oil and gas

Revised electricity tariffs begin to pare subsidy: APSR

July 7, 2021

Downward trend: Subsidy projected to ease in 2021 from peak of RO 582.9 million in 2020

The Authority for Public Services Regulation (APSR), whose broad remit includes the electricity sector, has projected a tangible easing of government subsidy during 2021 following the phased introduction of revised tariffs for key segments of the sector’s diverse customer base starting from January 1, 2021.

Total subsidy for the electricity sector this year is projected at RO 511 million, down from a peak of RO 582.9 million disbursed to the sector in 2020. The roughly 13 per cent decline in subsidy projections for 2021 has been attributed to a significant uptick in revenue earned from customers subject to the revised tariffs, coupled with the application of new cost reflective tariffs (CRT) guidelines for major customers effective from this year.

Under measures adopted last year to help reduce the annual budgetary deficit and public debt in the face of a steep decline in state revenues from low oil prices, the Omani government announced a phased lifting of subsidy for residential and other consumers over the 2021 – 2025 timeframe. At the same time, it issued directions for part of the revenue increase to be channeled to economically vulnerable citizens to help mitigate the impact of the tariff hike.

It is expected that, by the end of the five-year timeframe for the complete rollback of subsidy – which at its peak averaged RO 600 million annually – tariffs levied will be at par with the economic cost of producing and supplying electricity to consumers.

The Main Interconnected System (MIS) – the country’s largest grid serving much of the northern half of the Sultanate – received the lion’s share of the subsidy of RO 443.8 million in 2020. This is projected to slump to RO 384.1 million in 2021, the Authority said in its newly published 2020 Annual Report.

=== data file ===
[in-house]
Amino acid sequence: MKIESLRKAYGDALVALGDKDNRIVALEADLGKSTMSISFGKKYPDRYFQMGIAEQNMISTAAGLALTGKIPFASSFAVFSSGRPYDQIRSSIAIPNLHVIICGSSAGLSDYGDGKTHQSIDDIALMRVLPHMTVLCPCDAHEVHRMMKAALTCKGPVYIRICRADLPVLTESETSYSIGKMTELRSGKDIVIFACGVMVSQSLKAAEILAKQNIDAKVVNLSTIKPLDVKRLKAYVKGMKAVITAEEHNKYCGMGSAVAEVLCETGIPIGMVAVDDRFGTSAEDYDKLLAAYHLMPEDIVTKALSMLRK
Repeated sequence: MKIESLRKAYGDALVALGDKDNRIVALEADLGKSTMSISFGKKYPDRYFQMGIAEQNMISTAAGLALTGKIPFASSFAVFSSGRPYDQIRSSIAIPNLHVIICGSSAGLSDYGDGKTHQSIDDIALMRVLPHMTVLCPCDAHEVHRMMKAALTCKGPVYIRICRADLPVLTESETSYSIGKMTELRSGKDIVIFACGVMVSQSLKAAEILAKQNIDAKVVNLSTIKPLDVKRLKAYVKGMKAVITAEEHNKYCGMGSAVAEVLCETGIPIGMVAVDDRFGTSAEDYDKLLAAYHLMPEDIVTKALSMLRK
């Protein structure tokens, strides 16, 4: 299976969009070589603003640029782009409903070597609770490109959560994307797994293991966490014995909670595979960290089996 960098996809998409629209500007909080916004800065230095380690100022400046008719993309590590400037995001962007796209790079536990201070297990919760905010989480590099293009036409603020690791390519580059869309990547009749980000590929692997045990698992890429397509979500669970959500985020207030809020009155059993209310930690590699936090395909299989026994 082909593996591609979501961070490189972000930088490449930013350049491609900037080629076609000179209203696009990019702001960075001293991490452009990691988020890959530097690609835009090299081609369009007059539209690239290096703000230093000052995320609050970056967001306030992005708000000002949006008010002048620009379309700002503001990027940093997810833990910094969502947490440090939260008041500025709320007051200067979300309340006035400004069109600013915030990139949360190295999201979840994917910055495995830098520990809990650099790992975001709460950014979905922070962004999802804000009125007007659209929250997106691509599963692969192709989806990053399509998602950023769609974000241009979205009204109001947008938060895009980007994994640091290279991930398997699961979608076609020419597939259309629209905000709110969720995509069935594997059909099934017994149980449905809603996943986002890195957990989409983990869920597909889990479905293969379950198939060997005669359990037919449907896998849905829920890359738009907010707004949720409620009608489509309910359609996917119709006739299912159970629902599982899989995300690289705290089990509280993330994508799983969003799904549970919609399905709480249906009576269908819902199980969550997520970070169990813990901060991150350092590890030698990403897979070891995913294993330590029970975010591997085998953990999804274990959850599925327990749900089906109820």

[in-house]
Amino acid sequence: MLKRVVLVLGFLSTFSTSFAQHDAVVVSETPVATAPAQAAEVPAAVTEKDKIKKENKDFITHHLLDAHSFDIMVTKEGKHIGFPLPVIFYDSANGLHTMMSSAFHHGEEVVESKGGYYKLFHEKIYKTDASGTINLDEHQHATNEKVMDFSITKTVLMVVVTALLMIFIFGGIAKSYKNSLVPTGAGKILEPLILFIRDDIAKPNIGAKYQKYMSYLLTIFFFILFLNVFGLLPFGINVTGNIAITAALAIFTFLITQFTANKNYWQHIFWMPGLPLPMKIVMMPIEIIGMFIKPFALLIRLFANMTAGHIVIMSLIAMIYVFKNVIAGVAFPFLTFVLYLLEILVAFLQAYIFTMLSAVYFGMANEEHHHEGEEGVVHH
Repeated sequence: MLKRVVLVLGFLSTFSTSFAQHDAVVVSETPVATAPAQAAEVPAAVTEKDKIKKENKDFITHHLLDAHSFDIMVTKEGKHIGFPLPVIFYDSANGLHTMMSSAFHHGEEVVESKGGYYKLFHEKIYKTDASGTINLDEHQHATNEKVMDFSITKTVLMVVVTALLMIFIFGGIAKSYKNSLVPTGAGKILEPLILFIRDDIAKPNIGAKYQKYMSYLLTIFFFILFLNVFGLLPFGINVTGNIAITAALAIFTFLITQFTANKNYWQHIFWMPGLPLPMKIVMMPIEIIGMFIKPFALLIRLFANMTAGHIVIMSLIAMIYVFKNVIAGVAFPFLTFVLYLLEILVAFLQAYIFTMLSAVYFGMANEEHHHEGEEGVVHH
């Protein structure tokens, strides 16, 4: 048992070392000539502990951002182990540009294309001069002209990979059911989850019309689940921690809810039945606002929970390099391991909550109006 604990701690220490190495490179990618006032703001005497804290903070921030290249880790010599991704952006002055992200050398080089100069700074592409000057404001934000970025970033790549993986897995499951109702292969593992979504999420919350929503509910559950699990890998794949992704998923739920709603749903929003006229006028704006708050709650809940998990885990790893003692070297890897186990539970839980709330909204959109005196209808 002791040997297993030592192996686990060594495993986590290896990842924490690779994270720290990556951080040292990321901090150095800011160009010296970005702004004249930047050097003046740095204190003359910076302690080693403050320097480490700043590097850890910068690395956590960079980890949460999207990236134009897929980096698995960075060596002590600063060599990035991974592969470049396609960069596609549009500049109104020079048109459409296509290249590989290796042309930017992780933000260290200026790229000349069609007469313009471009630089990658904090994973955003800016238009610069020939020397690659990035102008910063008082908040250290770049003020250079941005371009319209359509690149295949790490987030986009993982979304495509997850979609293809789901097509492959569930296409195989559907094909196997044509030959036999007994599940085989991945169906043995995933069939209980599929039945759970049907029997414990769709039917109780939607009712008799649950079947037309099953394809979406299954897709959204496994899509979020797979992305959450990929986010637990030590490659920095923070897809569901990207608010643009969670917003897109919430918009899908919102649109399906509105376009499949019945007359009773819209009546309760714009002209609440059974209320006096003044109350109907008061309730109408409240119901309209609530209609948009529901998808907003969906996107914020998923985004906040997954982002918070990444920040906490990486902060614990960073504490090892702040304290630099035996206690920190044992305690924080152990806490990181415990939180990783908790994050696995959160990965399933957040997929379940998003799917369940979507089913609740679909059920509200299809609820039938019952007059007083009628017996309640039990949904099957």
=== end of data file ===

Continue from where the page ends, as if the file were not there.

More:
Likewise, Dhofar Power System, covering parts of Dhofar Governorate, earned RO 47.4 million in subsidy last year, while the Rural Areas Electricity Company (Tanweer), serving vast swathes of the country unserved by the two main grids, received RO 91.6 million in subsidy last year. Subsidy estimated to be paid to the latter two systems in 2021 is projected to decline to RO 40.4 million and RO 86.6 million respectively for 2021.

Significantly, the Authority anticipates a sizable increase in customer revenue within the Main Interconnected System during 2021, stemming from the revised tariffs. “The Authority’s estimate of 2021 MIS subsidy requirement is 13.5 per cent lower than the 2020 outturn subsidy, reflecting the increase of 52.5 per cent in customer revenue of RO 757.9 million due to the new electricity tariffs approve for the year 2021. Units supplied in 2021 are expected to witness a growth from 2020 by 18 per cent,” it noted in its 2020 Annual Report. Improvements in revenue recovered from customers are also expected in the Dhofar Power and Tanweer systems during 2021, helping contribute to modest subsidy reductions.

Dr Mansoor bin Talib al Hinai, Chairman of the Authority for Public Services Regulation, noted in the Foreword that electricity supply declined 2.3 per cent to 33.0 terawatt-hours (TWh) last year, which experts have attributed to the subdued economic conditions prevailing in the Sultanate amid a raging pandemic.

“The Authority’s measure of electricity intensity (MWh per account) reached 25.1 in 2020, lower than 2019 by 5.1 per cent and 40.3 per cent higher than in 2005 (when the sector was restructured). Increasing intensity is an important driver of electricity demand and has implications for costs and subsidies,” he said.

omanobserver

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